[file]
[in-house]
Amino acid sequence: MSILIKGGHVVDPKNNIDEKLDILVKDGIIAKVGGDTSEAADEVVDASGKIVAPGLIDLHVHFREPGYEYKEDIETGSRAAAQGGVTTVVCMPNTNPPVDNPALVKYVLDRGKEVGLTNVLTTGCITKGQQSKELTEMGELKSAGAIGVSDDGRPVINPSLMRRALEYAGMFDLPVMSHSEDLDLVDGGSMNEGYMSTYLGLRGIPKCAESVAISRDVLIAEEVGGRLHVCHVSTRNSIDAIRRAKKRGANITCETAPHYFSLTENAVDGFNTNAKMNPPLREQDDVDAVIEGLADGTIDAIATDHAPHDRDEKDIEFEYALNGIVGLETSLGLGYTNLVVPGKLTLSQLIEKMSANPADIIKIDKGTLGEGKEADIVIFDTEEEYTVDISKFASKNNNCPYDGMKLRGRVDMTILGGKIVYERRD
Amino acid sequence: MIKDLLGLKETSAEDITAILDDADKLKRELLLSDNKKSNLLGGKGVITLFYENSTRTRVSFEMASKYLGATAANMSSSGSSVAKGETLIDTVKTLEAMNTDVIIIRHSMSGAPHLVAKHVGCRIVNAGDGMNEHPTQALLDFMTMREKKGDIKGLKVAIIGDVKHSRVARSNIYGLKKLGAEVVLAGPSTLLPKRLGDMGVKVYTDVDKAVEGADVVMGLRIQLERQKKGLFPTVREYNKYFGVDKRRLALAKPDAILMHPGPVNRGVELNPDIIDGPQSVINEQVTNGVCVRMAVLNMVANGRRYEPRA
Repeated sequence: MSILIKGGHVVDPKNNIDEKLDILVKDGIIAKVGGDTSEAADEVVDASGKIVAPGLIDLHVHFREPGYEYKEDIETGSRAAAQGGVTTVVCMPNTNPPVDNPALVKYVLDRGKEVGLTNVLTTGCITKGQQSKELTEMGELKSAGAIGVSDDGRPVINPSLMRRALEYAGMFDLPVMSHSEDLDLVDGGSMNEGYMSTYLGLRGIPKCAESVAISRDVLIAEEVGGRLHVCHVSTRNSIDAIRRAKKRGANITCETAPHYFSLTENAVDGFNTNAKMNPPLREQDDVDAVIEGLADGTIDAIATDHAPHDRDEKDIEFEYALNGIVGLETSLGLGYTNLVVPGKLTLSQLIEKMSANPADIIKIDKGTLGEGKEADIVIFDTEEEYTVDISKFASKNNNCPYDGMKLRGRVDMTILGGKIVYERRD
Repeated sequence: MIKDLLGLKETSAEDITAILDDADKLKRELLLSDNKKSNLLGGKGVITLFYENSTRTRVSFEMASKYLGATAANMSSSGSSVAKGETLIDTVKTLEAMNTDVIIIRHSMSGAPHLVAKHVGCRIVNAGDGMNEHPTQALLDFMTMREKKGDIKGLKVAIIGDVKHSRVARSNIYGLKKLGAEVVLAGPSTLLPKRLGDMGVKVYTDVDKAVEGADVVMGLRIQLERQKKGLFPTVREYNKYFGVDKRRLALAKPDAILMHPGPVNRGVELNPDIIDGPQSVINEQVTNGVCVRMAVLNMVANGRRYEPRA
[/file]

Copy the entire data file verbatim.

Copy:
[in-house]
Amino acid sequence: MSILIKGGHVVDPKNNIDEKLDILVKDGIIAKVGGDTSEAADEVVDASGKIVAPGLIDLHVHFREPGYEYKEDIETGSRAAAQGGVTTVVCMPNTNPPVDNPALVKYVLDRGKEVGLTNVLTTGCITKGQQSKELTEMGELKSAGAIGVSDDGRPVINPSLMRRALEYAGMFDLPVMSHSEDLDLVDGGSMNEGYMSTYLGLRGIPKCAESVAISRDVLIAEEVGGRLHVCHVSTRNSIDAIRRAKKRGANITCETAPHYFSLTENAVDGFNTNAKMNPPLREQDDVDAVIEGLADGTIDAIATDHAPHDRDEKDIEFEYALNGIVGLETSLGLGYTNLVVPGKLTLSQLIEKMSANPADIIKIDKGTLGEGKEADIVIFDTEEEYTVDISKFASKNNNCPYDGMKLRGRVDMTILGGKIVYERRD
Amino acid sequence: MIKDLLGLKETSAEDITAILDDADKLKRELLLSDNKKSNLLGGKGVITLFYENSTRTRVSFEMASKYLGATAANMSSSGSSVAKGETLIDTVKTLEAMNTDVIIIRHSMSGAPHLVAKHVGCRIVNAGDGMNEHPTQALLDFMTMREKKGDIKGLKVAIIGDVKHSRVARSNIYGLKKLGAEVVLAGPSTLLPKRLGDMGVKVYTDVDKAVEGADVVMGLRIQLERQKKGLFPTVREYNKYFGVDKRRLALAKPDAILMHPGPVNRGVELNPDIIDGPQSVINEQVTNGVCVRMAVLNMVANGRRYEPRA
Repeated sequence: MSILIKGGHVVDPKNNIDEKLDILVKDGIIAKVGGDTSEAADEVVDASGKIVAPGLIDLHVHFREPGYEYKEDIETGSRAAAQGGVTTVVCMPNTNPPVDNPALVKYVLDRGKEVGLTNVLTTGCITKGQQSKELTEMGELKSAGAIGVSDDGRPVINPSLMRRALEYAGMFDLPVMSHSEDLDLVDGGSMNEGYMSTYLGLRGIPKCAESVAISRDVLIAEEVGGRLHVCHVSTRNSIDAIRRAKKRGANITCETAPHYFSLTENAVDGFNTNAKMNPPLREQDDVDAVIEGLADGTIDAIATDHAPHDRDEKDIEFEYALNGIVGLETSLGLGYTNLVVPGKLTLSQLIEKMSANPADIIKIDKGTLGEGKEADIVIFDTEEEYTVDISKFASKNNNCPYDGMKLRGRVDMTILGGKIVYERRD
Repeated sequence: MIKDLLGLKETSAEDITAILDDADKLKRELLLSDNKKSNLLGGKGVITLFYENSTRTRVSFEMASKYLGATAANMSSSGSSVAKGETLIDTVKTLEAMNTDVIIIRHSMSGAPHLVAKHVGCRIVNAGDGMNEHPTQALLDFMTMREKKGDIKGLKVAIIGDVKHSRVARSNIYGLKKLGAEVVLAGPSTLLPKRLGDMGVKVYTDVDKAVEGADVVMGLRIQLERQKKGLFPTVREYNKYFGVDKRRLALAKPDAILMHPGPVNRGVELNPDIIDGPQSVINEQVTNGVCVRMAVLNMVANGRRYEPRA